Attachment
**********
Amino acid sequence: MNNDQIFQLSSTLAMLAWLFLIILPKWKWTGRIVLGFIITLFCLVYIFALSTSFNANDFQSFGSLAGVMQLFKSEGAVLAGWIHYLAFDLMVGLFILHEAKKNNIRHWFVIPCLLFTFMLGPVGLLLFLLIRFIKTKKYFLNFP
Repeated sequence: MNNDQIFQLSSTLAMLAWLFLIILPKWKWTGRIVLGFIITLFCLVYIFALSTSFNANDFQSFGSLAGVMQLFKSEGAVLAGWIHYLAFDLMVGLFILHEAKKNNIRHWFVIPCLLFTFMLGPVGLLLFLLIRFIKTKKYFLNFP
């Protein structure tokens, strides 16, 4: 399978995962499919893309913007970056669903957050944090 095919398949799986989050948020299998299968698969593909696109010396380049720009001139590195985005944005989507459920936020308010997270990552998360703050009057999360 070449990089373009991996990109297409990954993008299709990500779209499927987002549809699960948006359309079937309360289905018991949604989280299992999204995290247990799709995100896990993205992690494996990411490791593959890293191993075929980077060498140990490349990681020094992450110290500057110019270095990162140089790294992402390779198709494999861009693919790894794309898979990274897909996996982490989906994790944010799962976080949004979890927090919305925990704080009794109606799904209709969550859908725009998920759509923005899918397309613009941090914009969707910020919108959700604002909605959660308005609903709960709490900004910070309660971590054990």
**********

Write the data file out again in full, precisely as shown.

Amino acid sequence: MNNDQIFQLSSTLAMLAWLFLIILPKWKWTGRIVLGFIITLFCLVYIFALSTSFNANDFQSFGSLAGVMQLFKSEGAVLAGWIHYLAFDLMVGLFILHEAKKNNIRHWFVIPCLLFTFMLGPVGLLLFLLIRFIKTKKYFLNFP
Repeated sequence: MNNDQIFQLSSTLAMLAWLFLIILPKWKWTGRIVLGFIITLFCLVYIFALSTSFNANDFQSFGSLAGVMQLFKSEGAVLAGWIHYLAFDLMVGLFILHEAKKNNIRHWFVIPCLLFTFMLGPVGLLLFLLIRFIKTKKYFLNFP
């Protein structure tokens, strides 16, 4: 399978995962499919893309913007970056669903957050944090 095919398949799986989050948020299998299968698969593909696109010396380049720009001139590195985005944005989507459920936020308010997270990552998360703050009057999360 070449990089373009991996990109297409990954993008299709990500779209499927987002549809699960948006359309079937309360289905018991949604989280299992999204995290247990799709995100896990993205992690494996990411490791593959890293191993075929980077060498140990490349990681020094992450110290500057110019270095990162140089790294992402390779198709494999861009693919790894794309898979990274897909996996982490989906994790944010799962976080949004979890927090919305925990704080009794109606799904209709969550859908725009998920759509923005899918397309613009941090914009969707910020919108959700604002909605959660308005609903709960709490900004910070309660971590054990």